Recommended dosage for Flucil 125 mg/5 ml powder for oral liquid is shown in table below:
|> 10 years||250 mg four times a day (10 ml four times a day).|
|2-10 years||125 mg four times a day (5 ml four times a day).|
|< 2 years||62.5 mg four times a day (2.5 ml four times a day).|
Flucil 125 mg/5 ml is more suitable for children under the age of 10.
Flucil may also be administered intravenously (as a slow vein injection) or intramuscularly. Injection must be given by trained healthcare professionals.
Injection can also be applied directly into pleura - tissue that protect lungs (so-called intrapleural administration). Usual dosage in adults for intrapleural administration is 250 mg once a day.
Flucil may be given as intra-articular injection (directly into a joint) and usual dosage in adults for intra-articular administration is 250-500 mg once a day.
Recommended adult dosage for intramuscular and intravenous administration is 1000-6000 mg daily, divided in 3-6 doses.
The single dose administered as an intramuscular injection in adults should not be greater than 2000 mg.
Maximum daily dose for adults is 12 g (12 000 mg).
Recommended dosage for intramuscular/intravenous administration in children under the age of 12 is 25 - 50 mg/kg of body weight daily (divided in 3-4 doses). The single dose should not be greater than 33 mg/kg.
Your doctor will determine what is the best dose.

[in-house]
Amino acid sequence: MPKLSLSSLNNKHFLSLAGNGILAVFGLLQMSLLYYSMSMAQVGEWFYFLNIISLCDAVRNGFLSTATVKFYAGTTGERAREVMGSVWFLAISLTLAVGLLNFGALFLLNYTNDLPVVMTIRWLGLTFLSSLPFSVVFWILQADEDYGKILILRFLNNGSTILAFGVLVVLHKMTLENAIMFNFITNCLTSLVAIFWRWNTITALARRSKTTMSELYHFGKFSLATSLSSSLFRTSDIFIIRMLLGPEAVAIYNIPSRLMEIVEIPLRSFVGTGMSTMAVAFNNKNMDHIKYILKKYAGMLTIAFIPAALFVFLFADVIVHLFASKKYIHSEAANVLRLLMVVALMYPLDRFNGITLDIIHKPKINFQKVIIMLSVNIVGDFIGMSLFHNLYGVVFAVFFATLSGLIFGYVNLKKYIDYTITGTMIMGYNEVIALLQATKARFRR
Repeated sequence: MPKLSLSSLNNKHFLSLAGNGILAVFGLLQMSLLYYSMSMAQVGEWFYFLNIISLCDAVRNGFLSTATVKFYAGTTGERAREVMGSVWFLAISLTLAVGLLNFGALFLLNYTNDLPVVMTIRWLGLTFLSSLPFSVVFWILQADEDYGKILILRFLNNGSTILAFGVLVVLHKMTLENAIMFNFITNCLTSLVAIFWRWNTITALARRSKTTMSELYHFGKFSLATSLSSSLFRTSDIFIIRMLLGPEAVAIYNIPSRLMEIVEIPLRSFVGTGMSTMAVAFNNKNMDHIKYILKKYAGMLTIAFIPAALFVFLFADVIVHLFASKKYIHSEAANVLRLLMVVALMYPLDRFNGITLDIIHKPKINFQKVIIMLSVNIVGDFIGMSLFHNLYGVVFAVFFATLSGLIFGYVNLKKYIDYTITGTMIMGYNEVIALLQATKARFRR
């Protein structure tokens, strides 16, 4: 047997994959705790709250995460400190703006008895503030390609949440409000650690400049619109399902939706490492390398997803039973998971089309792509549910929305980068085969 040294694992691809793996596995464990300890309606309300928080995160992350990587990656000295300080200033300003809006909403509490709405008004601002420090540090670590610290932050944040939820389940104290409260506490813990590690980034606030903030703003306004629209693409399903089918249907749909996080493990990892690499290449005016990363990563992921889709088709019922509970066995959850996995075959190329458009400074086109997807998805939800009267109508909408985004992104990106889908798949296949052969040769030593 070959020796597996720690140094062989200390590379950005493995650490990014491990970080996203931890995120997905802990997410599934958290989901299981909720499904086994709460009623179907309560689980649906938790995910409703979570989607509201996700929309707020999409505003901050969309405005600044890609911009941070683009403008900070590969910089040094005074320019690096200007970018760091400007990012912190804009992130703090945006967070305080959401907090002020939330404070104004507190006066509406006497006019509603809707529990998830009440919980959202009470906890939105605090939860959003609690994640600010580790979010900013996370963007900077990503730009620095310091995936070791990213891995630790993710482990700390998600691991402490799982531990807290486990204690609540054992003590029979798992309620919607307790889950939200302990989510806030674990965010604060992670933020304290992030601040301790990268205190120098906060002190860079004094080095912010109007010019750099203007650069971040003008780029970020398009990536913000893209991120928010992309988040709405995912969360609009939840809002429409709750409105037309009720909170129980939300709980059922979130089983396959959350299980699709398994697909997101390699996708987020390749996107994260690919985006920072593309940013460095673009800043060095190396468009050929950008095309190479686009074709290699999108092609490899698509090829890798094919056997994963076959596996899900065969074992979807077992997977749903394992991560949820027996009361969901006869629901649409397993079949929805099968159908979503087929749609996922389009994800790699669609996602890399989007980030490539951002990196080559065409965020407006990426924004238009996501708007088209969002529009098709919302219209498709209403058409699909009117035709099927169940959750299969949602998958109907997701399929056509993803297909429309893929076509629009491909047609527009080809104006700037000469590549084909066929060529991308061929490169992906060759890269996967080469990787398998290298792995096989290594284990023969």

Flucil should not be used concomitantly with following drugs:
- Probenecid - drug used to treat gout. Probenecid decreases renal excretion of Flucil, thus increasing the amount of time that Flucil stay in the body and this increases the risk of side effects.
- Bacteriostatic antibiotics, such as: chloramphenicol, clindamycin, tetracycline, doxycycline, trimetophrim, sulfadiazine, sulfamethoxazole, erythromycin, telithromycin, clarithromycin, azithromycin, nitrofurantoin, ethambutol, etc. Concomitant use with these drugs may interfere with Flucil effects.
- Anticoagulant agents, such as: warfarin and acenocoumarol. Flucil can decrease anticoagulant effects of these drugs.
- Doxorubicin, epirubicin - used to treat cancer. Flucil can decrease blood concentration of these drugs, thus decreasing their efficacy.
- Methotrexate - drug used to treat leukemia, breast cancer, rheumatoid arthritis, stomach cancer, etc. Flucil can increase blood serum levels of Methotrexate, thus increasing risk of side effects.
Inform your doctor about all medicines you are taking.
Flucil may cause following side effects:
- Low concentration of neutrophils.
- Low platelet concentration.
- Abnormal breakdown of erythrocytes - hemolytic anemia.
- High levels of eosinophils - eosinophilia.
- Allergic reaction (including severe forms).
- Yellowing of the skin and whites of the eyes (jaundice).
- Interstitial nephritis.
- Muscle aches.
- Joint pain.
Inform your doctor if you are experiencing any side effects.
Information on this website are provided for educational purposes only and are not intended for medical advice, diagnosis or treatment.
If you have any concerns or questions about your health, you should always consult with a physician or other health-care professional.